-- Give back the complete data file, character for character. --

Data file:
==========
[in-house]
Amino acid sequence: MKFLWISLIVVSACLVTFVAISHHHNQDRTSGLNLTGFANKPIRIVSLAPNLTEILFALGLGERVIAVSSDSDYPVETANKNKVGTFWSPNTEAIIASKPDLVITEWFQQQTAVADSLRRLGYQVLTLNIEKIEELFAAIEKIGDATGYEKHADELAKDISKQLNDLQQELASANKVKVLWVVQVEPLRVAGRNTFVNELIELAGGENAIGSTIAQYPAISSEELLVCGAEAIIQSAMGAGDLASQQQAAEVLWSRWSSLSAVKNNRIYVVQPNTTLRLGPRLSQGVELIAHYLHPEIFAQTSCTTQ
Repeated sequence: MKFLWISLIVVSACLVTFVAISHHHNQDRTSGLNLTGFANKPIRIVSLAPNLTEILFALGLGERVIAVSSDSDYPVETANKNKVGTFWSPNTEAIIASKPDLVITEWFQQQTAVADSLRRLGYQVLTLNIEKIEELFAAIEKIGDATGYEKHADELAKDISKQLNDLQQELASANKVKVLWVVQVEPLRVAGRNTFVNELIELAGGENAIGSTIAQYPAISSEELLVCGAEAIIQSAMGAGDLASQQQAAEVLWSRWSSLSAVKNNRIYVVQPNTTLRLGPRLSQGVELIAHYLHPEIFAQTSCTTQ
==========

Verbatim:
[in-house]
Amino acid sequence: MKFLWISLIVVSACLVTFVAISHHHNQDRTSGLNLTGFANKPIRIVSLAPNLTEILFALGLGERVIAVSSDSDYPVETANKNKVGTFWSPNTEAIIASKPDLVITEWFQQQTAVADSLRRLGYQVLTLNIEKIEELFAAIEKIGDATGYEKHADELAKDISKQLNDLQQELASANKVKVLWVVQVEPLRVAGRNTFVNELIELAGGENAIGSTIAQYPAISSEELLVCGAEAIIQSAMGAGDLASQQQAAEVLWSRWSSLSAVKNNRIYVVQPNTTLRLGPRLSQGVELIAHYLHPEIFAQTSCTTQ
Repeated sequence: MKFLWISLIVVSACLVTFVAISHHHNQDRTSGLNLTGFANKPIRIVSLAPNLTEILFALGLGERVIAVSSDSDYPVETANKNKVGTFWSPNTEAIIASKPDLVITEWFQQQTAVADSLRRLGYQVLTLNIEKIEELFAAIEKIGDATGYEKHADELAKDISKQLNDLQQELASANKVKVLWVVQVEPLRVAGRNTFVNELIELAGGENAIGSTIAQYPAISSEELLVCGAEAIIQSAMGAGDLASQQQAAEVLWSRWSSLSAVKNNRIYVVQPNTTLRLGPRLSQGVELIAHYLHPEIFAQTSCTTQ